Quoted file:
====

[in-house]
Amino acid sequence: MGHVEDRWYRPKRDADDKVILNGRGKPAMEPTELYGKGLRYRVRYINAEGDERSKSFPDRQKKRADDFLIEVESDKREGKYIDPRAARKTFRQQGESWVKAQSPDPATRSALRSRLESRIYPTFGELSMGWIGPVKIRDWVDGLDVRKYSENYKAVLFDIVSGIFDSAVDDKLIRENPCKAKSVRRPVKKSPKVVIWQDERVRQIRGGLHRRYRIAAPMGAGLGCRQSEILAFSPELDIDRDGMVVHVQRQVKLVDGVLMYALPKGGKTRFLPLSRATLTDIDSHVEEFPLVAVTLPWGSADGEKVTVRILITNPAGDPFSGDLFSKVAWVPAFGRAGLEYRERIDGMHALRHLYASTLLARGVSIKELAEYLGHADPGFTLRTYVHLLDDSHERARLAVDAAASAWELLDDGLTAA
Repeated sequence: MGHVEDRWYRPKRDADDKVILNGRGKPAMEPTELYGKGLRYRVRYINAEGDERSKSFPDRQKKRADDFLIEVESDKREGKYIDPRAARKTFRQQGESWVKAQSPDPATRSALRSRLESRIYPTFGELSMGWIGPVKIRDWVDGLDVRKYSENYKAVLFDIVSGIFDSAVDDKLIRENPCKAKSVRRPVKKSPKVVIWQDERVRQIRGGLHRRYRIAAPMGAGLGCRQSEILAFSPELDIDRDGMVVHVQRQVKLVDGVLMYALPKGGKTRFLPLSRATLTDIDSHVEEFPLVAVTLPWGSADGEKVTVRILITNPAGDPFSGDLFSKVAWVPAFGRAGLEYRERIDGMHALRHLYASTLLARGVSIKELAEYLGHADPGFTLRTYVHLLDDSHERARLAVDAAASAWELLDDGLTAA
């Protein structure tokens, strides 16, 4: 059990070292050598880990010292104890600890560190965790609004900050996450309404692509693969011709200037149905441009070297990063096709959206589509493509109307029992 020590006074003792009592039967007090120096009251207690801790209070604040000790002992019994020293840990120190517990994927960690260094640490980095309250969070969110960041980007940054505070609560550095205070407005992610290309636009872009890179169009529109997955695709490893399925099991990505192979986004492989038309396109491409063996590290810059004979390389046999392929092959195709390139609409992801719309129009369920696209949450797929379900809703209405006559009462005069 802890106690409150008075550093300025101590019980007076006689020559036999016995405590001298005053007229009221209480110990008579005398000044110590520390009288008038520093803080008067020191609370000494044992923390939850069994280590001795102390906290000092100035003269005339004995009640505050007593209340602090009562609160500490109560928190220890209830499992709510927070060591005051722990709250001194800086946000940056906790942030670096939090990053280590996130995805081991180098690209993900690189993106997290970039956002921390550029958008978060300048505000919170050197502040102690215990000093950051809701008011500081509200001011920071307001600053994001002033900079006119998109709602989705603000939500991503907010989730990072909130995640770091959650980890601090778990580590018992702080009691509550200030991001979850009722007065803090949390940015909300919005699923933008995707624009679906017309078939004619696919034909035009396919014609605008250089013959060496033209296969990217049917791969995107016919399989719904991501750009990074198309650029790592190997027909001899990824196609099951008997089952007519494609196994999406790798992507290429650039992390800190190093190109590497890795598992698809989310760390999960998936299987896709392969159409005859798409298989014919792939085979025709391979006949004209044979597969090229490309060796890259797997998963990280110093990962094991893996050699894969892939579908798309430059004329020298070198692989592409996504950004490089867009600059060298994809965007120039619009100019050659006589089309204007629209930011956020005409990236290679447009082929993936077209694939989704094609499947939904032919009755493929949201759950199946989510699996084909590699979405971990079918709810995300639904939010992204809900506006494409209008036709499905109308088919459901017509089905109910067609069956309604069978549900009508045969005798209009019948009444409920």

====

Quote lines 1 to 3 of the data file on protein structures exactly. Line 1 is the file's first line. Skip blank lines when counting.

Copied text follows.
[in-house]
Amino acid sequence: MGHVEDRWYRPKRDADDKVILNGRGKPAMEPTELYGKGLRYRVRYINAEGDERSKSFPDRQKKRADDFLIEVESDKREGKYIDPRAARKTFRQQGESWVKAQSPDPATRSALRSRLESRIYPTFGELSMGWIGPVKIRDWVDGLDVRKYSENYKAVLFDIVSGIFDSAVDDKLIRENPCKAKSVRRPVKKSPKVVIWQDERVRQIRGGLHRRYRIAAPMGAGLGCRQSEILAFSPELDIDRDGMVVHVQRQVKLVDGVLMYALPKGGKTRFLPLSRATLTDIDSHVEEFPLVAVTLPWGSADGEKVTVRILITNPAGDPFSGDLFSKVAWVPAFGRAGLEYRERIDGMHALRHLYASTLLARGVSIKELAEYLGHADPGFTLRTYVHLLDDSHERARLAVDAAASAWELLDDGLTAA
Repeated sequence: MGHVEDRWYRPKRDADDKVILNGRGKPAMEPTELYGKGLRYRVRYINAEGDERSKSFPDRQKKRADDFLIEVESDKREGKYIDPRAARKTFRQQGESWVKAQSPDPATRSALRSRLESRIYPTFGELSMGWIGPVKIRDWVDGLDVRKYSENYKAVLFDIVSGIFDSAVDDKLIRENPCKAKSVRRPVKKSPKVVIWQDERVRQIRGGLHRRYRIAAPMGAGLGCRQSEILAFSPELDIDRDGMVVHVQRQVKLVDGVLMYALPKGGKTRFLPLSRATLTDIDSHVEEFPLVAVTLPWGSADGEKVTVRILITNPAGDPFSGDLFSKVAWVPAFGRAGLEYRERIDGMHALRHLYASTLLARGVSIKELAEYLGHADPGFTLRTYVHLLDDSHERARLAVDAAASAWELLDDGLTAA